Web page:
“I think the first step is to show leadership by example. Leadership in the fight against corruption must begin with the president. As you know, our people say the fish begins to rot from the head. We need to ensure that the president sets the example,” he says.

The government admits corruption has become intertwined in the fabric of society, but Anti-Corruption Commission Chairperson Frances Johnson-Morris told VOA recently the Sirleaf government has the political will to fight corruption.

Mason says his party is among a number of opposition political parties that have organized themselves to defeat the coming August 23rd referendum because it is intended to re-elect President Sirleaf.

“There is an attempt to change the residency requirement for election of a president from 10 to 5 years, which…tailored to…the peculiar circumstances of the president,” he says.

Liberia’s Elections commission chairman James Fromayan told VOA recently that Mr. Mason and a number of other potential candidates could also stand to benefit if the residency amendment.

Mason was a member of the progressive Movement for Justice in Africa (MOJA), which played a pivotal role in the struggle for social justice and democracy in Liberia in the 1980s.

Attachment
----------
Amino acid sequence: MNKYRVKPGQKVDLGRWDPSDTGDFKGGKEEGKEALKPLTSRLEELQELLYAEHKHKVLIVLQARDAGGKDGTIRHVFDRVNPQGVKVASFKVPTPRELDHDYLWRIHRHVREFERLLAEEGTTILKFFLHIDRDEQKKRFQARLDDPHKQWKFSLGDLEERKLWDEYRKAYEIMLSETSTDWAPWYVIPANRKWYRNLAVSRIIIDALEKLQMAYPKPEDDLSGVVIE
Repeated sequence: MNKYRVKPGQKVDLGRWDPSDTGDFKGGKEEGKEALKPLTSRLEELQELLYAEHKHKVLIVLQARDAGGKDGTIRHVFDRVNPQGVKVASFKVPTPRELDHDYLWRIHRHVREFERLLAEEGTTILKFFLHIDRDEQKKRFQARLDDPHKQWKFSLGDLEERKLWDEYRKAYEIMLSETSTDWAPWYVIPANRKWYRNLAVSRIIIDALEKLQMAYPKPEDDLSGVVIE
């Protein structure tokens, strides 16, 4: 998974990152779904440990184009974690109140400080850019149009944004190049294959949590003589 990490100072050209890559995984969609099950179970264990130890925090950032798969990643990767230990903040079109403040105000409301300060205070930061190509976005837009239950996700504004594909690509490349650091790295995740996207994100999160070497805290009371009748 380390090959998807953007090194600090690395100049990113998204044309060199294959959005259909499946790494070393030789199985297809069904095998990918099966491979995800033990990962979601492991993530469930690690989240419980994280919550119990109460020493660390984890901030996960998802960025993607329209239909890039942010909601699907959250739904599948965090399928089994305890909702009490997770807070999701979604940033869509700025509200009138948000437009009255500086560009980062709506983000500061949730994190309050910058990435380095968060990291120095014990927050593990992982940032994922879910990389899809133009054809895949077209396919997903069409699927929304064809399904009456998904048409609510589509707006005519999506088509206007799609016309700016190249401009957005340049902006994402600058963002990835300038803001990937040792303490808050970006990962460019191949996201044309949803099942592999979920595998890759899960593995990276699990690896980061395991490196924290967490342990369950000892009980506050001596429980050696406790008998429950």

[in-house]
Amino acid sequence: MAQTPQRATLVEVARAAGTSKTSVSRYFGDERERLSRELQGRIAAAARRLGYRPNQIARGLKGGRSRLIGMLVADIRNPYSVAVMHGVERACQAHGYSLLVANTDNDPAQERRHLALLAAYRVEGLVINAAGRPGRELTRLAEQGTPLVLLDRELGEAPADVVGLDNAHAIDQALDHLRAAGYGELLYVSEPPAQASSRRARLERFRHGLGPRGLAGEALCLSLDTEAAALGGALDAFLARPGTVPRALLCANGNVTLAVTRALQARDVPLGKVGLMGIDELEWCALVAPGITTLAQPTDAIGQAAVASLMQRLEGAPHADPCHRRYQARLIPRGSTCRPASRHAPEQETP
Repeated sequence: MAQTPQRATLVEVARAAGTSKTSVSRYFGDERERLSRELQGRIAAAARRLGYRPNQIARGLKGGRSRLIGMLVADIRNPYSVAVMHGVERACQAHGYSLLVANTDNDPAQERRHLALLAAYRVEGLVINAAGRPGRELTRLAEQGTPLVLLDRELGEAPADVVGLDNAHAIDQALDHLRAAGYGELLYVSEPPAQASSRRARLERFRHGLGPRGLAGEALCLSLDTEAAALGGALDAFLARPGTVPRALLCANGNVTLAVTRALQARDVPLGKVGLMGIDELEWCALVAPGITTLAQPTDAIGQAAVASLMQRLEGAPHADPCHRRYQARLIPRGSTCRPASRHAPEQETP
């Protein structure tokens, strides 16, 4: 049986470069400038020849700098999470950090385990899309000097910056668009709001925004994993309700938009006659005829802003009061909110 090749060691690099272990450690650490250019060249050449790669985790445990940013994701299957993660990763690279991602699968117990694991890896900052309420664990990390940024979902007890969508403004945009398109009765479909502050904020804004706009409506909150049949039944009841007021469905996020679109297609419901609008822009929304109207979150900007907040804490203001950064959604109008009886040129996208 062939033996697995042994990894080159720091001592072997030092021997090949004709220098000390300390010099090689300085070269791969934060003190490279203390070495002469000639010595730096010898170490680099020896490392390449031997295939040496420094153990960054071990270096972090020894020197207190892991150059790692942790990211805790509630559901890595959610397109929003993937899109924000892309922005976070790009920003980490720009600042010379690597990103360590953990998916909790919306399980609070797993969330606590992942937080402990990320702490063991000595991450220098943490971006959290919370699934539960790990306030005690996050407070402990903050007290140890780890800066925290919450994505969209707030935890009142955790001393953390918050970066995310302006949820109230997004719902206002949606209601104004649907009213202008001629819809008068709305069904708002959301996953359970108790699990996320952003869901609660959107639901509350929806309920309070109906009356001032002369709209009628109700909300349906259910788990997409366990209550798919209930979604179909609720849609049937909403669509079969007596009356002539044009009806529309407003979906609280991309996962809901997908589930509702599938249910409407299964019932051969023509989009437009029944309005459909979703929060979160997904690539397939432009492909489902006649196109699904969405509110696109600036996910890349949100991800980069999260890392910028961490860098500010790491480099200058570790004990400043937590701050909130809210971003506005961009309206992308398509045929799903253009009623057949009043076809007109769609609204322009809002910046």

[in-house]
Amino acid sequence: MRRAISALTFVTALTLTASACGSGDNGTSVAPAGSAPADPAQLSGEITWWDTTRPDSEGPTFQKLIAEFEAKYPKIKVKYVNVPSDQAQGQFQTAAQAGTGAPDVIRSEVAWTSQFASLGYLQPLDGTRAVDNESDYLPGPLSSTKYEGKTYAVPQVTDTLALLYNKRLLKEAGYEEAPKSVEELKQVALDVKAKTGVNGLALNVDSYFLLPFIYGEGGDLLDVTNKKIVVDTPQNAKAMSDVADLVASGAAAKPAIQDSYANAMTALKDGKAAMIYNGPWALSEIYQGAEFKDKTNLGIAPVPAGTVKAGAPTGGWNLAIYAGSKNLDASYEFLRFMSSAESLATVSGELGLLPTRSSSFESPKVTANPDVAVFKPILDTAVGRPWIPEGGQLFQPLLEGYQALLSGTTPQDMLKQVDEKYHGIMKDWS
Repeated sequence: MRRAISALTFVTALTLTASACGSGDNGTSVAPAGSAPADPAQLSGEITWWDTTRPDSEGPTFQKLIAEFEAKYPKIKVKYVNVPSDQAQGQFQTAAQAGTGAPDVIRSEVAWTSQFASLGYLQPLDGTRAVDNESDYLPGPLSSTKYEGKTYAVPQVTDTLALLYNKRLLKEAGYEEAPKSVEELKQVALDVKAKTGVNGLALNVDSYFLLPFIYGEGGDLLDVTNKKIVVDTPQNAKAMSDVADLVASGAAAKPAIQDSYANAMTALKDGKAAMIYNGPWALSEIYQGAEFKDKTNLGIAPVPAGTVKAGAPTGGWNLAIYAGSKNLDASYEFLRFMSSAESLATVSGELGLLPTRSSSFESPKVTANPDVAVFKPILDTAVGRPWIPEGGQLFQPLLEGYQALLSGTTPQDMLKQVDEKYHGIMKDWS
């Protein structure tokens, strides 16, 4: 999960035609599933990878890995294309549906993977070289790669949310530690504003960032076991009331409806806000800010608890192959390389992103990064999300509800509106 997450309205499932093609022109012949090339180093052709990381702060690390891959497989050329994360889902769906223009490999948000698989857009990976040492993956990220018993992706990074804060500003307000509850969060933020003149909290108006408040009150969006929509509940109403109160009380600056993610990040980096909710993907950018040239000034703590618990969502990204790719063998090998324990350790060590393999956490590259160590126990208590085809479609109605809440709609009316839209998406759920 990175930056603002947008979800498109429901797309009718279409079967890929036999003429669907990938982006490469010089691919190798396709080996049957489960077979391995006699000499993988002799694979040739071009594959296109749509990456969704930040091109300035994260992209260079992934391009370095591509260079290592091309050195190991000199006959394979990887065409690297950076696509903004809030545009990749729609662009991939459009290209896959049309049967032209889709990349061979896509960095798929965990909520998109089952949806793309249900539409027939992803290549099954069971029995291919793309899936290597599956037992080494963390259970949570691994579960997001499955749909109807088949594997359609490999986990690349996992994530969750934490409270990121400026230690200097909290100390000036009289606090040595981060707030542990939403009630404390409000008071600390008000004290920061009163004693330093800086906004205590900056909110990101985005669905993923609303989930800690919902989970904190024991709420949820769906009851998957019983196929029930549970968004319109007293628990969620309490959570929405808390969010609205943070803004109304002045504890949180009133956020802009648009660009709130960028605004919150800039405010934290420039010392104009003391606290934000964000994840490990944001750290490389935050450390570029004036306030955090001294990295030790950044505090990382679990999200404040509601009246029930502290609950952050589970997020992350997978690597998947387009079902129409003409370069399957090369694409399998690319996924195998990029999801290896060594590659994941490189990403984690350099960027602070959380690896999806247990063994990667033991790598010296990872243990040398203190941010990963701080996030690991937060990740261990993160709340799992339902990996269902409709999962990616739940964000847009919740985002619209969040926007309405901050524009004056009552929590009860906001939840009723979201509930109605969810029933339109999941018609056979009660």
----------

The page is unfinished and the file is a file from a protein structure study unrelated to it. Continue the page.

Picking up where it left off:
But now, he’s considered by some as a wealthy man. He says he gained his wealth not from working for the government, but as a businessman.

“As you know, I’m one of the few government officials who resigned his post because of differences with [the] government because of the excesses of the [Doe] regime and I went into private business, particularly in the oil business from which I was able to acquire the capital that you might consider as being rich,” he says.

Mason says he was instrumental in bringing together nine opposition parties to form the National Democratic Coalition.

“Come October 11, 2011 we shall win. The question is very clear in our minds. To achieve victory, we need unity and the unity of the forces is what we have been able to put together,” he says.

You May Like

Missouri Town Braces for Possible Racial Unrest

Situation in Ferguson hinges on whether white police officer will be indicted for August shooting death of unarmed black teen; decision could come Monday More

Video Ukraine Marks Anniversary of 1930s Deadly Famine

President Poroshenko compares Soviet-era ‘genocide’ to current tactics of pro-Russia rebels in Ukraine's east More

S. Philippines Convictions Elusive 5 Years After Election-related Killings

Officials vowed to deliver justice as the nation marked the anniversary of the country's worst political massacre that left 58 dead, more than half media More

This forum has been closed.
Comments
     
There are no comments in this forum. Be first and add one